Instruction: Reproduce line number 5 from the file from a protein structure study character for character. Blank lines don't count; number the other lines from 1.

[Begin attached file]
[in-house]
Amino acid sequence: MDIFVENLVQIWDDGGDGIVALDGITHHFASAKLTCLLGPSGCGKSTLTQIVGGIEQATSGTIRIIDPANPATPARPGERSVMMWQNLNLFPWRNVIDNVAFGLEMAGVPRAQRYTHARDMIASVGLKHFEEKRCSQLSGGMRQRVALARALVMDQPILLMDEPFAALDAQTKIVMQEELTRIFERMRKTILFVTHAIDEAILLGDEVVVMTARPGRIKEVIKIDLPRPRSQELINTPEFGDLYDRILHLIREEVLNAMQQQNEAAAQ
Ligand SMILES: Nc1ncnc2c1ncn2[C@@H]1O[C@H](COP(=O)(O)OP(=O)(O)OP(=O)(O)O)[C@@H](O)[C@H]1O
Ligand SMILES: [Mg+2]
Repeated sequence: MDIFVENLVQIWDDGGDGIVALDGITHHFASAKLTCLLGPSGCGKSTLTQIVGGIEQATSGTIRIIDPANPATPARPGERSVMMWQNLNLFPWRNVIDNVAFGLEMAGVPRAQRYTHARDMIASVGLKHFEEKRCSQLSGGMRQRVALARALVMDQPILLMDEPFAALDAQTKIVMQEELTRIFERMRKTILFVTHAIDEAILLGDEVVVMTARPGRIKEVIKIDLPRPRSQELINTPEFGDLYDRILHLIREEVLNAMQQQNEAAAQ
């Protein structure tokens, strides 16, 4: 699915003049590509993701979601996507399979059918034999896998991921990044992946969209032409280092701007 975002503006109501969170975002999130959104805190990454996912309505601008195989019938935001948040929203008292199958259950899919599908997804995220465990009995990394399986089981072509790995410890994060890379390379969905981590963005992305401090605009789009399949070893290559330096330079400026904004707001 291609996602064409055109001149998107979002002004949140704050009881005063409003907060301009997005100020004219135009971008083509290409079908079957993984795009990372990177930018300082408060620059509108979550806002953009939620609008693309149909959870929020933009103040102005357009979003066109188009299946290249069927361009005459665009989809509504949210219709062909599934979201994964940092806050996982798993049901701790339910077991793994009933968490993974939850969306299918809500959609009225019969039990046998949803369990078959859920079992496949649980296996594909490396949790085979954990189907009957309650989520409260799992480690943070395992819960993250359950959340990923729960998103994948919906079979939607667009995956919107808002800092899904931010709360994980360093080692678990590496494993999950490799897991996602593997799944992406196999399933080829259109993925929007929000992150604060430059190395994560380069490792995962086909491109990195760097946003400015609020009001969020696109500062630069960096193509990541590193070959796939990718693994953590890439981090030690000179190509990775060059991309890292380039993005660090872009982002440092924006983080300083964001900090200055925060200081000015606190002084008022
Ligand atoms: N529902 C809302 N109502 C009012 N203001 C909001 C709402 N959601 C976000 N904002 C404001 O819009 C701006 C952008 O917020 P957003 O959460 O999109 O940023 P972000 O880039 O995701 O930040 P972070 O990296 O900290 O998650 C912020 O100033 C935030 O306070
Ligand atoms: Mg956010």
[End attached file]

Repeated sequence: MDIFVENLVQIWDDGGDGIVALDGITHHFASAKLTCLLGPSGCGKSTLTQIVGGIEQATSGTIRIIDPANPATPARPGERSVMMWQNLNLFPWRNVIDNVAFGLEMAGVPRAQRYTHARDMIASVGLKHFEEKRCSQLSGGMRQRVALARALVMDQPILLMDEPFAALDAQTKIVMQEELTRIFERMRKTILFVTHAIDEAILLGDEVVVMTARPGRIKEVIKIDLPRPRSQELINTPEFGDLYDRILHLIREEVLNAMQQQNEAAAQ